Back in December, Bombardier, Inc. (TSX:BBD.B) requested US$1 billion in financial assistance from the federal government, setting off a fierce national debate. But according to recent comments from a senior executive, Bombardier may not even need the money at all.
Speaking in Switzerland, Bombardier vice president Rob Dewar (who’s in charge of the CSeries program) said, “We don’t need a backup plan because what’s secured already is actually more than we require.”
So what exactly is going on here? Does Bombardier really need the money? And if not, then why has the company made such a request?
Bombardier exited 2015 with just over US$4.0 billion in liquidity, which includes US$2.7 billion in cash and US$1.3 billion in unused credit lines. In addition, the company is due to receive $1 billion from the government of Quebec, and another $1.5 billion from the province’s largest pension fund. That brings the total liquidity figure to $6.5 billion, giving Bombardier lots of cushion in the near term.
And according to past statements, this should be enough money. For example, at Bombardier’s Investor Day in late November, CEO Alain Bellemare said, “We will have the right level of liquidity to execute our plan.” CFO John Di Bert made similar comments at the event: “My expectation here is that we have the liquidity necessary to get through the investment programs to sustain and to fund the operational transformations we need to undertake.”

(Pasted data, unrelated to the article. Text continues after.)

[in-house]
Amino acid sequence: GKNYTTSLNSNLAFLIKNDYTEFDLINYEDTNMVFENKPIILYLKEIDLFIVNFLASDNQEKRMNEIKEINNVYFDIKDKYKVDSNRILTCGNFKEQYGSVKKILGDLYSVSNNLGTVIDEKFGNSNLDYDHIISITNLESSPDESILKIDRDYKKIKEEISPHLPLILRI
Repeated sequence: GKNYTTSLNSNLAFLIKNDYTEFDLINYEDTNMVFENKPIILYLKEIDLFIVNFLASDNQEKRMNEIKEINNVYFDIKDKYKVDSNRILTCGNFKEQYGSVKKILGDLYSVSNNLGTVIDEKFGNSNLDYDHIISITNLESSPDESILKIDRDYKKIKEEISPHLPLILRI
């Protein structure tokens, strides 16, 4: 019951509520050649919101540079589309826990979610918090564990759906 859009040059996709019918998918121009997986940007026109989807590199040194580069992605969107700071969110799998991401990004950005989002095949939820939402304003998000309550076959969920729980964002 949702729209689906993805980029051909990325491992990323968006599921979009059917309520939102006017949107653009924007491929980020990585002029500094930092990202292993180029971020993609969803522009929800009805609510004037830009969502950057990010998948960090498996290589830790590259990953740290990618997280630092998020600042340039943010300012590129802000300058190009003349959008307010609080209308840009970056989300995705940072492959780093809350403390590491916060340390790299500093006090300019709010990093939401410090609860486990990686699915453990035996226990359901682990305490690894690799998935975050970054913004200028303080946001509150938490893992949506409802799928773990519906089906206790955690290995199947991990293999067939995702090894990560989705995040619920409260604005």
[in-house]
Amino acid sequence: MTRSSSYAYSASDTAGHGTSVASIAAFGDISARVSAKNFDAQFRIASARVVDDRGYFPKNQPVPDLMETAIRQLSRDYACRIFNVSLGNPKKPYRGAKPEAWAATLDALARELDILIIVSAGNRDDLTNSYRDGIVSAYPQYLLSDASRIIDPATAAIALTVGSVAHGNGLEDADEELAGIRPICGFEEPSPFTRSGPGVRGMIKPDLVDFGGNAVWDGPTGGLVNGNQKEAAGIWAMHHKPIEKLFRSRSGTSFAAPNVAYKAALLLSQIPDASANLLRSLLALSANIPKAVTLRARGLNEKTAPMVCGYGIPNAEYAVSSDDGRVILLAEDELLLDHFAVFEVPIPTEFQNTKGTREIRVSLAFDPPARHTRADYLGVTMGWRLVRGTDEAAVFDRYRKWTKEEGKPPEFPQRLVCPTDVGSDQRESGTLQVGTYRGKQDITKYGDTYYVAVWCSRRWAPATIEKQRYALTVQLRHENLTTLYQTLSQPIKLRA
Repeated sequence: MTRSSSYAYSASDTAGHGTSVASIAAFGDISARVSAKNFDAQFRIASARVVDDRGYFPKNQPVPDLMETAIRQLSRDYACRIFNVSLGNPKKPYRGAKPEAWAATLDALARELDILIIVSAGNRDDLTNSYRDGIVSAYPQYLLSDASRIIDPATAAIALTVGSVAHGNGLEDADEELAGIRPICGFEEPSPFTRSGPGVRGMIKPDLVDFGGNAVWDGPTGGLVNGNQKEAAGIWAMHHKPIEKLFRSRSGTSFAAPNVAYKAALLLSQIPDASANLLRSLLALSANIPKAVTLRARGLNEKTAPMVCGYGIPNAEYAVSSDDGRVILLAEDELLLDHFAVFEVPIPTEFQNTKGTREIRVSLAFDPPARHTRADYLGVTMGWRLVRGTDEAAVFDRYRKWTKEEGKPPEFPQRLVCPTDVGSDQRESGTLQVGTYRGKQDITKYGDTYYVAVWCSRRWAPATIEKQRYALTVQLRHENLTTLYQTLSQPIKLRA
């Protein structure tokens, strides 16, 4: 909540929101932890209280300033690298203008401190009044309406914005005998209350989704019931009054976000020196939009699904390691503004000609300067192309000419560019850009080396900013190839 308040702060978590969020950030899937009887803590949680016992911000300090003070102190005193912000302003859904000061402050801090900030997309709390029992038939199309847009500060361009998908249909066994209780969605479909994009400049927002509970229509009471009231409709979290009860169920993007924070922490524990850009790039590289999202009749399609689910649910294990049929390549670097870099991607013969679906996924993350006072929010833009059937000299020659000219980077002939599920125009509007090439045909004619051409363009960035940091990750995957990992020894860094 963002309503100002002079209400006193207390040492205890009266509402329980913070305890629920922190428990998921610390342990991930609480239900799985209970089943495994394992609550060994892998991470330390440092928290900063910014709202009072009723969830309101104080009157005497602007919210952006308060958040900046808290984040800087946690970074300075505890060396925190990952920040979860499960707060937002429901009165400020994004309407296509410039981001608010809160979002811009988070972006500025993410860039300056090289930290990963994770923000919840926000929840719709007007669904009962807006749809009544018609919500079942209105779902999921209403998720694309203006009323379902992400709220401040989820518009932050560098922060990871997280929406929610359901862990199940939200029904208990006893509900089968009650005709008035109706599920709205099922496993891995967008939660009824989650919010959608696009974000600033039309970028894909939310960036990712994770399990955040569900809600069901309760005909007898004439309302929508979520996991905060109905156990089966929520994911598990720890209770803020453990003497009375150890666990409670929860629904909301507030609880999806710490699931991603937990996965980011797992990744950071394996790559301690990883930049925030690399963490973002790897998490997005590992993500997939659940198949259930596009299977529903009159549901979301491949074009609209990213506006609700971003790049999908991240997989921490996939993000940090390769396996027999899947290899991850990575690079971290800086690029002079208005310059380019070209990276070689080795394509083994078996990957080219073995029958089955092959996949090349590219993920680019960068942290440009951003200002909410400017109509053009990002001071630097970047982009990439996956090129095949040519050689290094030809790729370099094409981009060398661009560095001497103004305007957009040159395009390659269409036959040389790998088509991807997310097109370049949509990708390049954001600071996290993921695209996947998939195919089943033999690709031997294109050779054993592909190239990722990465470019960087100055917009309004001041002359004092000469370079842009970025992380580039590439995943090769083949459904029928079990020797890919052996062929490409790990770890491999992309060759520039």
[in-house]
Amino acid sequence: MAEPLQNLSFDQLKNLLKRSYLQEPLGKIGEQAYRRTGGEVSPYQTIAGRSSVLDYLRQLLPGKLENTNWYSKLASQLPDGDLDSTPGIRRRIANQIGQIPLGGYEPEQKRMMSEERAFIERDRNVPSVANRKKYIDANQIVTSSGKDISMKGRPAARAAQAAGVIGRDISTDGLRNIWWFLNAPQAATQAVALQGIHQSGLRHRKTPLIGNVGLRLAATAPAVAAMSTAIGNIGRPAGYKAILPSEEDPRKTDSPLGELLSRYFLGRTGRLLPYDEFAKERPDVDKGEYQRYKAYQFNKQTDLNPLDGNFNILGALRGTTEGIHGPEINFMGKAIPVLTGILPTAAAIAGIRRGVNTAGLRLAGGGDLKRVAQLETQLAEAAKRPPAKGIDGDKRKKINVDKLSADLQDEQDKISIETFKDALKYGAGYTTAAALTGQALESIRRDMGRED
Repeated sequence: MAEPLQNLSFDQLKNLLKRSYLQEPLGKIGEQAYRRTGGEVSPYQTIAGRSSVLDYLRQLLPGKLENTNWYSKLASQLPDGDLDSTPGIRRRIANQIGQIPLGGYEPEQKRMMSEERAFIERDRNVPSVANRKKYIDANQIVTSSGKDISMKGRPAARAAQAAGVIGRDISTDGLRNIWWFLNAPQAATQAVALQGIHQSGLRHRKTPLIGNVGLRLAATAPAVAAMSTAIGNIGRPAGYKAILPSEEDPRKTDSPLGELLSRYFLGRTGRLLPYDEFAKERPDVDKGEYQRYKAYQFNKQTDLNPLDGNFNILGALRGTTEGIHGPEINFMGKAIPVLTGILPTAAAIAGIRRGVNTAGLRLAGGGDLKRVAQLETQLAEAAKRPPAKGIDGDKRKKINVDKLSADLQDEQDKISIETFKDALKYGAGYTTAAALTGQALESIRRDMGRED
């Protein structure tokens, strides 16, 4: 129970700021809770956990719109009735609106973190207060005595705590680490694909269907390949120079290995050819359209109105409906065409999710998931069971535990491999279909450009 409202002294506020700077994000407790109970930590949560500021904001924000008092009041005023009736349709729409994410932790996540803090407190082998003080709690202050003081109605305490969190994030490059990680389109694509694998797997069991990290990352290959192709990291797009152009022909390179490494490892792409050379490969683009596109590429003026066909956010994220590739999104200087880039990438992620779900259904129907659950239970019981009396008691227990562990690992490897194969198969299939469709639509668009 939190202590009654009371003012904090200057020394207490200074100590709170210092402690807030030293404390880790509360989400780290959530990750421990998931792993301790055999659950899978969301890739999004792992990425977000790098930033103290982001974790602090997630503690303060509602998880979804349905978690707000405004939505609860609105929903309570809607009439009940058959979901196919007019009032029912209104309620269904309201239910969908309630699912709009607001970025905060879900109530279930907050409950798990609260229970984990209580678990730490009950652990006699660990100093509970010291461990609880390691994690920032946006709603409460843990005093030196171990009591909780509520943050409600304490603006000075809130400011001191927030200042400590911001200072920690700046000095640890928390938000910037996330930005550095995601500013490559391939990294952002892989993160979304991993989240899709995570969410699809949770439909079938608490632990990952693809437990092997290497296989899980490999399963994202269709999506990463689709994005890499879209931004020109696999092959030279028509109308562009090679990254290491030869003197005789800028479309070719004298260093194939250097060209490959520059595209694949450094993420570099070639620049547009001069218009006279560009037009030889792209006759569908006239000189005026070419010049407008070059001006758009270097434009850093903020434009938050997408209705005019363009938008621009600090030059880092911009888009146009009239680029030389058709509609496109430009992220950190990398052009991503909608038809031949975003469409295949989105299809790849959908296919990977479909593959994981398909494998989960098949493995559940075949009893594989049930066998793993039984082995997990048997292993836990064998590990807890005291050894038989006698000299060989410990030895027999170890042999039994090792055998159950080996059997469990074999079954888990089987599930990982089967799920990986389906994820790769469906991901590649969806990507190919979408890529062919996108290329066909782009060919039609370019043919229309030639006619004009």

To be more specific, Bombardier expects to start generating positive free cash flow in the back half of 2018. And $6.5 billion should be enough to sustain the company until then. So why exactly is the company looking for federal help?
It’s all about confidence
Buying an airplane isn’t like buying a toothbrush. When an airline purchases an airplane, it wants to be sure the manufacturer remains committed to the program. Likewise, the airline also wants assurances the manufacturer is on solid financial footing. Otherwise the airline could end up with what’s known as an “orphan plane.”
And it’s very disadvantageous to own an orphan plane. One problem is that pilots require extra training to fly the plane. Another problem is that the planes have poor resale value, which can put a dent in fleet plans.
Of course, Bombardier is not very secure financially, and this is having an impact on sales. The company hasn’t even secured a firm CSeries order since September 2014. So in an ideal scenario, a government injection will bring about more confidence in the company, which will lead to more CSeries sales, feeding a virtuous cycle. Other than a takeover, it’s the best outcome shareholders can hope for.
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Fool contributor Benjamin Sinclair has no position in any stocks mentioned.